Norman Tan will head up the soon-to-be launched Singaporean edition of Vogue as editor in chief, Condé Nast has revealed.
The English-language title, which is being produced as a licensee agreement with Indochine Media, is on track to launch this September and will be Condé Nast’s second attempt at the market. The title operated for a short time but with a different local partner in the Nineties.
Tan joins Vogue Singapore from Esquire Singapore, where he held the role of editor in chief for over two years and previously launched Buro Singapore in 2015. He graduated from the University of Melbourne with a double degree in commerce and law.
“Norman has a winning combination of refined taste, creativity and discipline. His Esquire was one of the best in the world and I still keep his April 2019 issue on artificial intelligence on my desk as an example of an outside-the-box approach on publishing in the modern media landscape,” said Karina Dobrotvorskaya, executive director of editorial development at Condé Nast. “This is an attribute to what we look for in our Vogue editors, where our job is to surprise and inspire our readers with everything we do — especially under the current challenging and ever-changing reality. I have no doubt that Norman will excel in doing so.”
The title also announced Bettina von Schlippe as publisher of Vogue Singapore. She served as the publisher of Buro Singapore for five years and prior to that founded her own p.r. and lifestyle agency R.S.V.P. in 2003, where she managed luxury portfolios including Chanel, Cartier, L’Oréal and Salone del Mobile among others.
The team will number roughly ten people in total with further key appointments to be shared next week.
With Singapore now enduring what it calls a circuit-breaker–essentially the shutting down and mandatory quarantining of its population for a month to contain the coronavirus–it’s taken some creativity to prepare for the launch. However, Tan remains unfazed.
“The last two months [since the launch announcement] there’s been a healthy appetite for Vogue Singapore,” Tan told WWD. “LVMH, Richemont and Kering etcetera have been really kind of jostling for the premium positions in the print book, even before understanding who was leading the team, who was the team, what was the vision.”
“We had goals to how many pages of advertising for the first four issues and we are really encouraged that we are pretty much there,” he added.
In place of a usual lunch or breakfast meeting with key advertisers to introduce their team, Tan said his staff will be recording an introduction video that they will email to partners.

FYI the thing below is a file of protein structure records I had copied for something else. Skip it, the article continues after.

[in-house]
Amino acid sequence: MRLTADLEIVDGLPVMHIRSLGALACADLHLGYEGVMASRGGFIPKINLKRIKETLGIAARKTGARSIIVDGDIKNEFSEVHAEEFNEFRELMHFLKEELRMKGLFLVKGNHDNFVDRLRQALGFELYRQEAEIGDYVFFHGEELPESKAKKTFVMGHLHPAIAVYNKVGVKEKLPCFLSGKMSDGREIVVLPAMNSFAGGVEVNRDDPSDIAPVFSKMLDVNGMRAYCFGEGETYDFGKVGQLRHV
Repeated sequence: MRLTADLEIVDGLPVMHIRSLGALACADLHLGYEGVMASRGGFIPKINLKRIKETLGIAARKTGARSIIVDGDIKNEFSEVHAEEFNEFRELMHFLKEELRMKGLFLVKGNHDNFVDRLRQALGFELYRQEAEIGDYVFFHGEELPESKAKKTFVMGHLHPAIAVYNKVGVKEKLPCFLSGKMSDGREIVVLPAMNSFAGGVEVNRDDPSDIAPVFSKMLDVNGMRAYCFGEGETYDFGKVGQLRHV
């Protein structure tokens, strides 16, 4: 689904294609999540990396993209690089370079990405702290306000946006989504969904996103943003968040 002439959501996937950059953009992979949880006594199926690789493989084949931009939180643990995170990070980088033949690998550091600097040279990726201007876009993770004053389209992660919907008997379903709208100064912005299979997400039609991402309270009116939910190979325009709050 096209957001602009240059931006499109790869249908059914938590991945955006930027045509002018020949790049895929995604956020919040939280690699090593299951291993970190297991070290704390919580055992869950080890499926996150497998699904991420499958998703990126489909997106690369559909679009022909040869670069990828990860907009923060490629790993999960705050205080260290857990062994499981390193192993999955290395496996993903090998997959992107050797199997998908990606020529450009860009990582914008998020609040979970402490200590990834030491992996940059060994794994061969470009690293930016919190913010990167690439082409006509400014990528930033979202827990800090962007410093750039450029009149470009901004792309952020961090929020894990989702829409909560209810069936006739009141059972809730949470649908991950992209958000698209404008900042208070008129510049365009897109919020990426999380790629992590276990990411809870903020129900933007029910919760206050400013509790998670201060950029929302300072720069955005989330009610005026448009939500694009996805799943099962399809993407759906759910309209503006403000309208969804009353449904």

“How do we create the [photoshoot] visuals? That’s going to be the tough part,” Tan said, also pointing out that as global travel grinds to a halt, the demand for content is surging. Across the Condé Nast network, Tan said there’s been about a 35 percent increase in website traffic as people stay home more.
“Anna [Wintour] and Wolfgang [Blau] Zoom-called all the [Vogue] editors asking, how can we be smart? We have 27 editions now. How can we be creative and create beautiful content given the current circumstances? Does one region create a shoot that can shared among the regions? It’s encouraging to see Condé Nast and Anna are on the ball,” he said.
Another tricky question Tan’s team will have to answer is how to balance the aspirational fantasy and escapism so many readers look to Vogue for while being cognizant of the volatile times brought about by the virus.
“We want to be very measured in our approach,” he said. “We want to be thoughtful of what is happening–globally informed but not frightened and still have that escapism and entertainment.”
Vogue Italia, for instance, put out an all-white April cover to reflect the somber times but also the hope for a recovery.
“How do we have a shoot that is beautiful without being ostentatious?,” Tan said.
Greater inclusivity and high-quality stories is also of high importance to the editor.
“[Taking into account] the criticism with some titles in Singapore and the backlash to Crazy Rich Asians a few years ago [we are] making sure we cover South Asians–Malays and Indians–and when you flip through the book, you’re going to see diversity not just in terms of skin color but age and shapes,” Tan said.
Observing that it’s not uncommon for Asian magazine titles to publish strong visuals but have less in-depth text features, he said, sometimes the feeling is that “there’s not a lot of meat on the bones.
“You might flip through it once, but you have no desire to pick it up again. We want Vogue Singapore to be not only your trusted fashion advisor but something that will trigger your mind as well,” he said.